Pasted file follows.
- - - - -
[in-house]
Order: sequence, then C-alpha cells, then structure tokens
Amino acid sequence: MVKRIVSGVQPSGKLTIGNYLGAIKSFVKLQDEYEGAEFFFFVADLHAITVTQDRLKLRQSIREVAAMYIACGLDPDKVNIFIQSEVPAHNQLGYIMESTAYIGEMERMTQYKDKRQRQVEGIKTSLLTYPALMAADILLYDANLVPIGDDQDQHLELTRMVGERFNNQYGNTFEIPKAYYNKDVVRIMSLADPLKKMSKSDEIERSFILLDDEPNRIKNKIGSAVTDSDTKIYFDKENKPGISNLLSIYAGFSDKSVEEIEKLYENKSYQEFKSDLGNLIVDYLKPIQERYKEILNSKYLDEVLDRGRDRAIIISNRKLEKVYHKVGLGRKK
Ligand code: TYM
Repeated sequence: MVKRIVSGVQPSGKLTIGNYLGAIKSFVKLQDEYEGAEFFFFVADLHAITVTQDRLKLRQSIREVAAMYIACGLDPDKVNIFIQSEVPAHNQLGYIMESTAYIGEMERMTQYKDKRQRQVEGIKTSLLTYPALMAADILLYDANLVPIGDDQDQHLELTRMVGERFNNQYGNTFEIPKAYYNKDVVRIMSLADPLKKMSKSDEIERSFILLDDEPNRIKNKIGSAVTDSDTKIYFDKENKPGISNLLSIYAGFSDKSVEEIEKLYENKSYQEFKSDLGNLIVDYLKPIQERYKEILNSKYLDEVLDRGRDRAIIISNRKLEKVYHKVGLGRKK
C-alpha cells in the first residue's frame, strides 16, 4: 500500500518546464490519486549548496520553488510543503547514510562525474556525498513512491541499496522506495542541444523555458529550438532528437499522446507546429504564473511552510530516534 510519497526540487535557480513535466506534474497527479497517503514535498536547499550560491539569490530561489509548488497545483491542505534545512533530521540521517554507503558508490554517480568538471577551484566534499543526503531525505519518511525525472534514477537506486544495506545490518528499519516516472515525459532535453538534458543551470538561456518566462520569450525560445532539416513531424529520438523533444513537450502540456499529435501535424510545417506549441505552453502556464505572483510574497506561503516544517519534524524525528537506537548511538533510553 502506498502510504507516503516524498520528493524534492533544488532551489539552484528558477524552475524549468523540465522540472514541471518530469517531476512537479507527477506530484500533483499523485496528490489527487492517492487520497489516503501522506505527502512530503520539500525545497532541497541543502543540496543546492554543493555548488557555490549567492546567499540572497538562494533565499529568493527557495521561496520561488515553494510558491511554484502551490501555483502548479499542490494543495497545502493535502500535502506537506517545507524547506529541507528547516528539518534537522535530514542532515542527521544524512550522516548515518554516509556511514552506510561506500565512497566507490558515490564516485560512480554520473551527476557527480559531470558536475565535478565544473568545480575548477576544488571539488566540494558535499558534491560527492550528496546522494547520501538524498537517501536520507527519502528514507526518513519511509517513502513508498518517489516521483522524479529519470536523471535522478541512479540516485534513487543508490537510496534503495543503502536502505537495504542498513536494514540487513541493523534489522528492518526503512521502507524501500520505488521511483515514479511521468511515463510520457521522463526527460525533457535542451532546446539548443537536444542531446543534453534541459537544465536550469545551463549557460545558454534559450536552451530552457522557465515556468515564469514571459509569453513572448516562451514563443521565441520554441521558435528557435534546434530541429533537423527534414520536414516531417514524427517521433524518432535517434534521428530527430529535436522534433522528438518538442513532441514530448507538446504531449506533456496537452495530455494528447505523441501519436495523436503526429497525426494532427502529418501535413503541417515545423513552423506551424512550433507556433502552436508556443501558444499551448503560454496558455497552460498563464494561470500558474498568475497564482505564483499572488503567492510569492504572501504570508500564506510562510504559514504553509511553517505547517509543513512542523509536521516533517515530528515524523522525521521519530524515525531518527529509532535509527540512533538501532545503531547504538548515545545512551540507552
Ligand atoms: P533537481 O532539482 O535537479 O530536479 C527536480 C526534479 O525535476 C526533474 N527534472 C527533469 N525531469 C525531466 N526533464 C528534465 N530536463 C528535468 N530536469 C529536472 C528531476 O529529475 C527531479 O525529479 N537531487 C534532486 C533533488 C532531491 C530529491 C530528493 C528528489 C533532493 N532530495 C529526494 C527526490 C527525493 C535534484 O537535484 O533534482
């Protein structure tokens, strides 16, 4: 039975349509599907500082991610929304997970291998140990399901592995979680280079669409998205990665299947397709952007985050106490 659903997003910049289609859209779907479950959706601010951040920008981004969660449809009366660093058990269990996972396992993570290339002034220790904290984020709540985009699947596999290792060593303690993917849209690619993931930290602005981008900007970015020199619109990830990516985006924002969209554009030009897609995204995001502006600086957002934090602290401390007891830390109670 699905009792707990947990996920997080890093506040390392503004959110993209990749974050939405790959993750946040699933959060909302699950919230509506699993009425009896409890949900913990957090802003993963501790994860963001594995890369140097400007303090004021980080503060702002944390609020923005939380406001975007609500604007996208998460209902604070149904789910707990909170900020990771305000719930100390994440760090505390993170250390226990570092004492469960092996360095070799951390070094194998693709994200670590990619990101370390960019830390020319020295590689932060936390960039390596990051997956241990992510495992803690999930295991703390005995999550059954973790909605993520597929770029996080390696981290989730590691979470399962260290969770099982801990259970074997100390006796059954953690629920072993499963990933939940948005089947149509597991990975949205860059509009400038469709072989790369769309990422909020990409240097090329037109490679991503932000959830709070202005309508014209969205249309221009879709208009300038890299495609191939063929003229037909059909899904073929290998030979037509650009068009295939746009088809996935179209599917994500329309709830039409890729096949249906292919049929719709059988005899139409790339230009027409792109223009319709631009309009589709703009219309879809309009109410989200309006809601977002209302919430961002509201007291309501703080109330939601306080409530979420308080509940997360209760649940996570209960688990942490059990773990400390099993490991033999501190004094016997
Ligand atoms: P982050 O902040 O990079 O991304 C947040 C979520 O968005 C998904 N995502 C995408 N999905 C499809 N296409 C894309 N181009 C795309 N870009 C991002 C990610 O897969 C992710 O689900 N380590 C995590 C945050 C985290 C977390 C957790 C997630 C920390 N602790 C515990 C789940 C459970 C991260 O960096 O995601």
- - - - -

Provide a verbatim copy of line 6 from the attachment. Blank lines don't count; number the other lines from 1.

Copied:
C-alpha cells in the first residue's frame, strides 16, 4: 500500500518546464490519486549548496520553488510543503547514510562525474556525498513512491541499496522506495542541444523555458529550438532528437499522446507546429504564473511552510530516534 510519497526540487535557480513535466506534474497527479497517503514535498536547499550560491539569490530561489509548488497545483491542505534545512533530521540521517554507503558508490554517480568538471577551484566534499543526503531525505519518511525525472534514477537506486544495506545490518528499519516516472515525459532535453538534458543551470538561456518566462520569450525560445532539416513531424529520438523533444513537450502540456499529435501535424510545417506549441505552453502556464505572483510574497506561503516544517519534524524525528537506537548511538533510553 502506498502510504507516503516524498520528493524534492533544488532551489539552484528558477524552475524549468523540465522540472514541471518530469517531476512537479507527477506530484500533483499523485496528490489527487492517492487520497489516503501522506505527502512530503520539500525545497532541497541543502543540496543546492554543493555548488557555490549567492546567499540572497538562494533565499529568493527557495521561496520561488515553494510558491511554484502551490501555483502548479499542490494543495497545502493535502500535502506537506517545507524547506529541507528547516528539518534537522535530514542532515542527521544524512550522516548515518554516509556511514552506510561506500565512497566507490558515490564516485560512480554520473551527476557527480559531470558536475565535478565544473568545480575548477576544488571539488566540494558535499558534491560527492550528496546522494547520501538524498537517501536520507527519502528514507526518513519511509517513502513508498518517489516521483522524479529519470536523471535522478541512479540516485534513487543508490537510496534503495543503502536502505537495504542498513536494514540487513541493523534489522528492518526503512521502507524501500520505488521511483515514479511521468511515463510520457521522463526527460525533457535542451532546446539548443537536444542531446543534453534541459537544465536550469545551463549557460545558454534559450536552451530552457522557465515556468515564469514571459509569453513572448516562451514563443521565441520554441521558435528557435534546434530541429533537423527534414520536414516531417514524427517521433524518432535517434534521428530527430529535436522534433522528438518538442513532441514530448507538446504531449506533456496537452495530455494528447505523441501519436495523436503526429497525426494532427502529418501535413503541417515545423513552423506551424512550433507556433502552436508556443501558444499551448503560454496558455497552460498563464494561470500558474498568475497564482505564483499572488503567492510569492504572501504570508500564506510562510504559514504553509511553517505547517509543513512542523509536521516533517515530528515524523522525521521519530524515525531518527529509532535509527540512533538501532545503531547504538548515545545512551540507552